Excel’s chart features can turn your spreadsheet data into compelling visual communications—if you know what to do. This guide will walk you through the basics of setting up trends, percentages, relationships, averages, and much more. We’ll keep adding information over time, so bookmark this page to learn more.
Excel has 16 chart designs with several models in each design, plus a dozen or so styles, colors, and layouts for each model in each design. According to Microsoft, specific types of data are paired with the chart design that showcases that data best. When you select Recommended Charts from the Insert tab, Excel displays a visual list of the charts that would most successfully represent your current dataset.
For example, Column charts illustrate how data changes over time, but they’re also the best design to show comparisons among items. Bar charts are, essentially, just horizontal Column charts and are generally used when the axis labels are exceptionally long. Pie charts are used to show percentages of the whole, and Line charts excel with data trends.
The remaining chart designs include Area, Stock, Surface, Combo, Pareto, Histogram, and Sunburst. For best results, avoid the following designs altogether: Radar, Bubble, XY/Scatter, Treemap, Waterfall, and Box & Whisker. These six chart designs are so difficult to read, they fail to explain the data to most viewers.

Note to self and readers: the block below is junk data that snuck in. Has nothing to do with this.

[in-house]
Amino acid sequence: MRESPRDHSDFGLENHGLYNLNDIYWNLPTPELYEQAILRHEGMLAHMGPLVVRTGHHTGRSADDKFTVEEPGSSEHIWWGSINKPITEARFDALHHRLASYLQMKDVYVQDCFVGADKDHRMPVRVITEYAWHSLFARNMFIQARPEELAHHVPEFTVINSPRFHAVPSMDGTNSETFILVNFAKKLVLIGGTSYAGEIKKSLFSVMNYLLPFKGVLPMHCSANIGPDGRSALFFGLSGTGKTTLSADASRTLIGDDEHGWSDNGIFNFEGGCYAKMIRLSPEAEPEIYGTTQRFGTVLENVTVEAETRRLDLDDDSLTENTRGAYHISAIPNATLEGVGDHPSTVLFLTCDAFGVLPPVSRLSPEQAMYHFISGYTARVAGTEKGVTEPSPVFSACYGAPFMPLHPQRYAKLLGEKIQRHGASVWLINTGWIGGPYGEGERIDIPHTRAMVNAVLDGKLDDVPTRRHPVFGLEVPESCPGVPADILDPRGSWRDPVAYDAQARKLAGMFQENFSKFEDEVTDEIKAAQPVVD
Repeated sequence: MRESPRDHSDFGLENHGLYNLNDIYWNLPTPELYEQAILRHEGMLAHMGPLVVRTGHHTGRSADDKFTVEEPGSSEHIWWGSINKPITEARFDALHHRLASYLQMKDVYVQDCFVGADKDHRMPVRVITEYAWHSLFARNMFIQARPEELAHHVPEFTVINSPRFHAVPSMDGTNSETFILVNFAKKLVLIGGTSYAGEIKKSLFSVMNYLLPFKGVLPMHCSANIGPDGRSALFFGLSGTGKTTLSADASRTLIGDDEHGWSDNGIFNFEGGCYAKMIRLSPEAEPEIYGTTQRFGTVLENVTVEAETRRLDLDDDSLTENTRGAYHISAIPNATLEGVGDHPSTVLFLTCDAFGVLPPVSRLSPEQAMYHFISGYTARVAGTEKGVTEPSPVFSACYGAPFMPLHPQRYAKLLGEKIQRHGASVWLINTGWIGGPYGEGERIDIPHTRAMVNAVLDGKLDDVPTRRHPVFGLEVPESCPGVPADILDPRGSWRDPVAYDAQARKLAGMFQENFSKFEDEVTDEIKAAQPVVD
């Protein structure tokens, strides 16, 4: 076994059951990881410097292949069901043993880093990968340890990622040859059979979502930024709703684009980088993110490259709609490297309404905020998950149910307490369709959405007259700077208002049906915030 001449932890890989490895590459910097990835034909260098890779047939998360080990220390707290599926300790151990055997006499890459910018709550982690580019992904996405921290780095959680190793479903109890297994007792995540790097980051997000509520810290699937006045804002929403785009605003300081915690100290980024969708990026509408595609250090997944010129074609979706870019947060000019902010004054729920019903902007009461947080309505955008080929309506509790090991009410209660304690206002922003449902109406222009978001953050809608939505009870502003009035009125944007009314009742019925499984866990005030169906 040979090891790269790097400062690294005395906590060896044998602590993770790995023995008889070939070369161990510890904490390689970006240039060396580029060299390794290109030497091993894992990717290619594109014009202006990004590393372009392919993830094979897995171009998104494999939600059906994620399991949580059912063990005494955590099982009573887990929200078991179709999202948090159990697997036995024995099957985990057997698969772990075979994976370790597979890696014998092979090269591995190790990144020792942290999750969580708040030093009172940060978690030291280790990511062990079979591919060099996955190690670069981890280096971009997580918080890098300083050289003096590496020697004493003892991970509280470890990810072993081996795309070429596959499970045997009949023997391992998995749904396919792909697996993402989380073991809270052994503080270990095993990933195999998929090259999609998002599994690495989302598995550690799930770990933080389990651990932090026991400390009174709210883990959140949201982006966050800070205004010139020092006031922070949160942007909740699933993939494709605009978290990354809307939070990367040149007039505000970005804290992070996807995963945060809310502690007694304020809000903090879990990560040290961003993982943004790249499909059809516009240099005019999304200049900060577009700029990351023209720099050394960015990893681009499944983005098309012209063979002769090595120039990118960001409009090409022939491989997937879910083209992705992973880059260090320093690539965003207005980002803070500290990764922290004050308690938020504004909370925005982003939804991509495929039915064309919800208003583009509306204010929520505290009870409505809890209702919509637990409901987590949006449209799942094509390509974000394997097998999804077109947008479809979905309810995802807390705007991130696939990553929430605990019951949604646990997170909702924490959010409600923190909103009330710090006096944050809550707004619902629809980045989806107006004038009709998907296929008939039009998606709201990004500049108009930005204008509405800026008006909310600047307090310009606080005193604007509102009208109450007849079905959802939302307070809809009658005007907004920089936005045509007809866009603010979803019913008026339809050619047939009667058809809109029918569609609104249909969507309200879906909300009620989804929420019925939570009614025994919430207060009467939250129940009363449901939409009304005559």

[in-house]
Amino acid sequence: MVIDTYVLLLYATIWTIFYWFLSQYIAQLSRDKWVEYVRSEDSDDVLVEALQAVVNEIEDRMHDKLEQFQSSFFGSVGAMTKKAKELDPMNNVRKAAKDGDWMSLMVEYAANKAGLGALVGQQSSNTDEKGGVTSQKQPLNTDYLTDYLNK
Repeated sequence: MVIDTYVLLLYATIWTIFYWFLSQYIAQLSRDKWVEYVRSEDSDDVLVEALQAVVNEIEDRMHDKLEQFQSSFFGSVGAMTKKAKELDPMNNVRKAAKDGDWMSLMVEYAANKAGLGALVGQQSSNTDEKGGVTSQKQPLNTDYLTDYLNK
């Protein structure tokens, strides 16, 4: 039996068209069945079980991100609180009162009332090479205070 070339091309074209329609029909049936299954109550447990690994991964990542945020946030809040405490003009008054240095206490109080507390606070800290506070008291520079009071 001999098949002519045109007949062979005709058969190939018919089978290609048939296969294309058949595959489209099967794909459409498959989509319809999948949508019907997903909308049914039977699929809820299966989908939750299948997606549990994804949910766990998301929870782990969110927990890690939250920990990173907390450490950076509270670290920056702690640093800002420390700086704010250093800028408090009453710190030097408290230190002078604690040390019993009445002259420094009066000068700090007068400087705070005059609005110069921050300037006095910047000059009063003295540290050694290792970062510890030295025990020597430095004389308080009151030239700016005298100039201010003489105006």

Before we tackle individual chart designs and models, it’s important to understand how charts are constructed. Composed from your databases, which contain fields (columns) and records (rows), charts are comprised of categories, which are generally aligned along the horizontal axis, and values (or data series), which line up along the vertical axis. Let’s build a quick chart to show how all the pieces function.
1. Highlight the columns and rows in your Excel database that you want to chart. In our example (below), we highlighted columns B through D and rows 2 through 11 (the names of the months and the sales dollars of each month (that is, B2:D11).
2. Click Insert > Recommended Charts and select a design from the Chart List. For simplicity, choose the first design on the list (the Clustered Column), then click OK.
3. Excel drops the chart into the middle of the screen. Click the chart to activate it.
4. Position your cursor on one of the double-lined borders and, when the cursor turns into a cross with arrow tips, hold down the left mouse button and drag the chart to wherever you like.